18. All School District Peace Officers who were issued body worn cameras and are actively participating at the scene of a law enforcement investigation, shall activate their cameras and keep them activated throughout the duration of the officer’s participation on scene.
    19. In accordance with Texas Occupations Code 655, body worn camera footage shall be maintained for a minimum period of 90 days.
    20. Such video is stored on the MISD district server only after officers go through the required camera docking procedure listed in section Y below to upload their video.
    21. Body worn camera footage which needs to be retained for longer than 90 days due to pending juvenile court proceedings, shall be archived by loading it onto a USB flash drive or a DVD to be stored in the police evidence files.
    22. It shall be the involved officer’s responsibility to notify their supervisor or lieutenant of body camera footage which may need to be archived past the regular 90-day period, however the supervisor reviewing the officers report shall be required to confirm if body worn camera video has been stored if necessary.
    23. Body camera footage recorded in the field is required to be randomly reviewed weekly by supervisors in accordance with a continuing internal review process. The review process is to ensure that rules and regulations are being adhered to, and that officers are professional in all interactions with citizens.
    24. All officers shall be required to make their Body Worn Cameras available to be collected by a supervisor or the Chief of Police upon being notified that video it has recorded will be needed as This shall be done within a timely manner, and before the end of the officer’s tour of duty in most circumstances.
    25. To ensure that recorded body camera video is uploaded daily as required to preserve potential evidence, all officers shall dock their cameras at their campus' docking station at the end of each shift if they have video that needs to be uploaded. Video can also be uploaded at the central office police sector docking station.


    1. Any person who believes that an MISD police officer has engaged in racial profiling or bias-based profiling towards them, may file a complaint with the Chief of Police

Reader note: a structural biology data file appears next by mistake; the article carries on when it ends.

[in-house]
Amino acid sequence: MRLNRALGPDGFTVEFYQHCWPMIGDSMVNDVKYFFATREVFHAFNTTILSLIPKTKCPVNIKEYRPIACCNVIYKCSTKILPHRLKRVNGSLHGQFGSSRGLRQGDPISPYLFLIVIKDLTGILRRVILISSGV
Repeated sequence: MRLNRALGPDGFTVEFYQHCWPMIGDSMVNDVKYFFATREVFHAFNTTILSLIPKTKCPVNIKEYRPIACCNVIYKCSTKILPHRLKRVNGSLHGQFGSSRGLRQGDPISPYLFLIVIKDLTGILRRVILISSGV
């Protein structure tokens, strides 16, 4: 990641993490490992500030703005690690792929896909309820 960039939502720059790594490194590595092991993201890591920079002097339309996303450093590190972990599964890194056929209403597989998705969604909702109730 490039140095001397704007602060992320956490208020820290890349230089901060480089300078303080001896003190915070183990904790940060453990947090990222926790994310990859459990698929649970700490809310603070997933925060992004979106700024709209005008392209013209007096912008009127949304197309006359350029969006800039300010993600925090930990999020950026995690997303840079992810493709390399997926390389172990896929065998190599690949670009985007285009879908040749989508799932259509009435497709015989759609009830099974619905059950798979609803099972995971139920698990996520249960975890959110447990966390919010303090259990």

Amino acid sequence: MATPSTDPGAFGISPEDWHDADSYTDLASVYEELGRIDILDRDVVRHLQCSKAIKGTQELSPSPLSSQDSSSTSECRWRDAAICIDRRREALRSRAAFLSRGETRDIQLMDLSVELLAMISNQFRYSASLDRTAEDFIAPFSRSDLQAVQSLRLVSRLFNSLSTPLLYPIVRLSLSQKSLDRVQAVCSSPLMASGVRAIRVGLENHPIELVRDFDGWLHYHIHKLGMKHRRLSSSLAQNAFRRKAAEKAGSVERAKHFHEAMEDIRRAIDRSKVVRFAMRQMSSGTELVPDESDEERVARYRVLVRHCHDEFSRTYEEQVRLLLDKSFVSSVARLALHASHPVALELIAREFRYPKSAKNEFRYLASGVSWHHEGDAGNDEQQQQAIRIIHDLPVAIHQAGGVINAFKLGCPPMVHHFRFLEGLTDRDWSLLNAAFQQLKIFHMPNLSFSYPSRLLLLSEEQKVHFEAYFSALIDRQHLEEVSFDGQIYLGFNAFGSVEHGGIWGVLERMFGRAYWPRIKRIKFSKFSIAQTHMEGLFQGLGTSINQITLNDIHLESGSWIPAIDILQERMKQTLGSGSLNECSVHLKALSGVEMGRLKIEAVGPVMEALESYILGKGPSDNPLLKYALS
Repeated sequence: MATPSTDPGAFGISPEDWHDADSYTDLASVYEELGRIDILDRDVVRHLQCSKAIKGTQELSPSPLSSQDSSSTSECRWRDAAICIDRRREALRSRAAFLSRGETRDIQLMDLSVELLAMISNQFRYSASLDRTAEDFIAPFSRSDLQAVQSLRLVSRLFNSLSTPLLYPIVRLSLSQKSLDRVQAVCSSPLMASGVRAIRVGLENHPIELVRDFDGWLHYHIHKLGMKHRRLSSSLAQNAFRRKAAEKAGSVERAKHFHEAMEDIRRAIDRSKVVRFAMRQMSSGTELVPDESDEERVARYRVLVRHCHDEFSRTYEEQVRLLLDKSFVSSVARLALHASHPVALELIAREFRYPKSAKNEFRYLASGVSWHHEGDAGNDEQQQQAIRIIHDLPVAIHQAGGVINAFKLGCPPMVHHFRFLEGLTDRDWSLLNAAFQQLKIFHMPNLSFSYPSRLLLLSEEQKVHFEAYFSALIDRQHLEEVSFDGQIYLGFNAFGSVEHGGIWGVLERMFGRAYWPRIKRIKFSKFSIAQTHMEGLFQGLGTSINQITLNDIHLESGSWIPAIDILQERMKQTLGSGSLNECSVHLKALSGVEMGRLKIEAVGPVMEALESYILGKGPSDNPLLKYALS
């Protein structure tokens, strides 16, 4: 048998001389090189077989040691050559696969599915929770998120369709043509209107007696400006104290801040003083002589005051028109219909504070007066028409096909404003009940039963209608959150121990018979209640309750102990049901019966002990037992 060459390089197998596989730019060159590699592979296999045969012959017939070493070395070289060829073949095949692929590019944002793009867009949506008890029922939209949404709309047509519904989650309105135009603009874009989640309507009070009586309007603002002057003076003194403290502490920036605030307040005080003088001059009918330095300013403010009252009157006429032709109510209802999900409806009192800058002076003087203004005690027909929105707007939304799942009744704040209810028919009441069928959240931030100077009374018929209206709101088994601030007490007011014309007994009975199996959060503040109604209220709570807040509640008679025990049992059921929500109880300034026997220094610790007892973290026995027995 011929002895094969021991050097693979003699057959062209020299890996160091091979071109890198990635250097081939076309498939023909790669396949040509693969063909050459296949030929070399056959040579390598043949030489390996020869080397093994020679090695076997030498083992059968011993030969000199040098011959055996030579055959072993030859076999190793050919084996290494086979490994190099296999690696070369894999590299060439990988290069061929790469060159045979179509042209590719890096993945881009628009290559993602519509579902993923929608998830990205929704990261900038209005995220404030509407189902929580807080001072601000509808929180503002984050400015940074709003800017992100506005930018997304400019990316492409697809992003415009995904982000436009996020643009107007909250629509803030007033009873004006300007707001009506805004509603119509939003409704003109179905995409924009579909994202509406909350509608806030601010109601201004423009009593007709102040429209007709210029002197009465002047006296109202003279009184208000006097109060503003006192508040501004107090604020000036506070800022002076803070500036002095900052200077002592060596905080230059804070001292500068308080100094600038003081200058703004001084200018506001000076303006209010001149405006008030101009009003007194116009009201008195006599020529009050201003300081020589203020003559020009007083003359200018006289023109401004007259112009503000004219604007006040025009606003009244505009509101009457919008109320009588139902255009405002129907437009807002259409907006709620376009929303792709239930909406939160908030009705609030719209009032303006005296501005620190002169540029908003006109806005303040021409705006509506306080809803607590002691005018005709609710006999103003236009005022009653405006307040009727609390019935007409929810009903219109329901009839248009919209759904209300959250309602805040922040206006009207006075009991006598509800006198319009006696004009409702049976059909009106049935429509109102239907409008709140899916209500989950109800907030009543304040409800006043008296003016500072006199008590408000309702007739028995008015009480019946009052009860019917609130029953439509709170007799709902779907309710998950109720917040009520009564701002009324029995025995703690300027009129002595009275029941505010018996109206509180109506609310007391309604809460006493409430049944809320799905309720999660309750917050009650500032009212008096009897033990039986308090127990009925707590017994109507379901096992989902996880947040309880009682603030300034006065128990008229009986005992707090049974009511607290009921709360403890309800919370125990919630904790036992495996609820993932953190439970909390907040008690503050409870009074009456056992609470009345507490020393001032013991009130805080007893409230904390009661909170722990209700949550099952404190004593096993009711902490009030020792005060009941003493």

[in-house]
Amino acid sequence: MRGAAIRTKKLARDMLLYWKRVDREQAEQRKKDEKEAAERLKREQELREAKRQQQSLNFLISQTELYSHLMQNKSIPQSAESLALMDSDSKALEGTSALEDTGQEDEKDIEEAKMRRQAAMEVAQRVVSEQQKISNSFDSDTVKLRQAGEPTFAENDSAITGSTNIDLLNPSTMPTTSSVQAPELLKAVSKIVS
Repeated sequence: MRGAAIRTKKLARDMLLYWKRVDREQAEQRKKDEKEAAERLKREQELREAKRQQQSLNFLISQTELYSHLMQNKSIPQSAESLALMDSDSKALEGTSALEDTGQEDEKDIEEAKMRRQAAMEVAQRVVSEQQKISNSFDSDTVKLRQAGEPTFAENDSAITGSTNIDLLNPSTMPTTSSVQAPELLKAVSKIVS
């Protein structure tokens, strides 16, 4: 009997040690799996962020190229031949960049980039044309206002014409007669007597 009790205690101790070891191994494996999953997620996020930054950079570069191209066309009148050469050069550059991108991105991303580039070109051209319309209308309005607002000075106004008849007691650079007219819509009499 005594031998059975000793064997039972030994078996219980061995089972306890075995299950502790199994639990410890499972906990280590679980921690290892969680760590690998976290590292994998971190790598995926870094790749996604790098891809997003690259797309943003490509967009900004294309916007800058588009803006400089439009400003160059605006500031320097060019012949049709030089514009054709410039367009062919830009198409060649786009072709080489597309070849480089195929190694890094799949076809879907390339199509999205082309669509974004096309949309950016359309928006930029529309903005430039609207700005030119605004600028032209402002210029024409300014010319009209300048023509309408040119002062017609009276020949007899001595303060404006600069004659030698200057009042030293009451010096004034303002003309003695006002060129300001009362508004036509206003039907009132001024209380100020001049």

2. No persons shall be discouraged, intimidated, or coerced into not filing a complaint, or be discriminated against because they have filed such a complaint.
    3. If departmental video or audio exists that is associated with a compliant of racial profiling or bias-based profiling, that video and audio shall be made available to the officer upon written request to the Chief of Police upon commencement of the investigation.
    4. Depending upon the findings of a complaint as well as the circumstances involved, corrective measures will be taken by the police department as disposition for any policy These measures may include training, counseling, policy review, and a range of disciplinary actions up to and including termination.
    5. Annually, the Chief of Police or designee will compile a statistical summary of all racial profiling and bias-based profiling complaints to include all dispositions.
    6.  The statistical summary will be utilized in an annual administrative analysis of these complaints, which will take into account a review of agency policies and practices, as well as citizen complaints.


    1. All Supervisory and above ranks shall ensure that officers follow the policies and procedures outlined in this It is the responsibility of these ranks to monitor the activities of their personnel, and to identify potential racial profiling or bias-based policing activity.
    2. An on-duty supervisor shall respond as soon as possible to the scene of an incident when advised that a person is making a complaint alleging profiling or other improper conduct by an MISD officer or other police department employee.
    3. Field supervisors shall be apprised of racial profiling or bias based profiling complaints involving personnel they supervise.
    4. Supervisors shall be particularly alert to potential patterns and practices of their personnel that may indicate racial, or bias-based profiling related issues in accordance with Texas Commission on Law Enforcement (TCOLE) guidelines.
    5. Field Sergeants and Lieutenants shall monitor all officers uniform equipment daily to ensure their body worn cameras are affixed to the uniform in an acceptable manner.
    6. Sergeants and Lieutenants shall monitor to ensure all officers are in compliance with the policy requiring timely uploading of body worn camera evidence.
    7. As a measure to ensure regular supervisory review of the body worn camera evidence collection process, the field Lieutenant shall randomly review body worn camera footage weekly according to a continuing internal review process.
    8. The body worn camera footage review process shall be documented with appropriate corrective steps being taken for violations of policy determined during


    All MISD police department personnel working with students and citizens shall receive training on racial profiling and bias based profiling in accordance with TCOLE guidelines. Updated copies of the Racial Profiling and Use of Video and Audio Equipment (body- worn camera) policies shall also be distributed to all personnel to ensure their awareness of these revisions which bring these policies into compliance with Texas Occupations Code 1701.655 (Body Worn Camera), and Texas Code of Criminal Procedure Article 2.132 (Racial Profiling) statutes.


    The Midland Independent School District Police Department will inform the public on its policy against racial profiling and bias based profiling, as well as the complaint process in place to address these concerns. Methods that may be utilized for this purpose are through the news media, radio, school safety and security committee meetings, internet, as well as governing board meetings. In addition, information will be made available as appropriate, in languages other than English.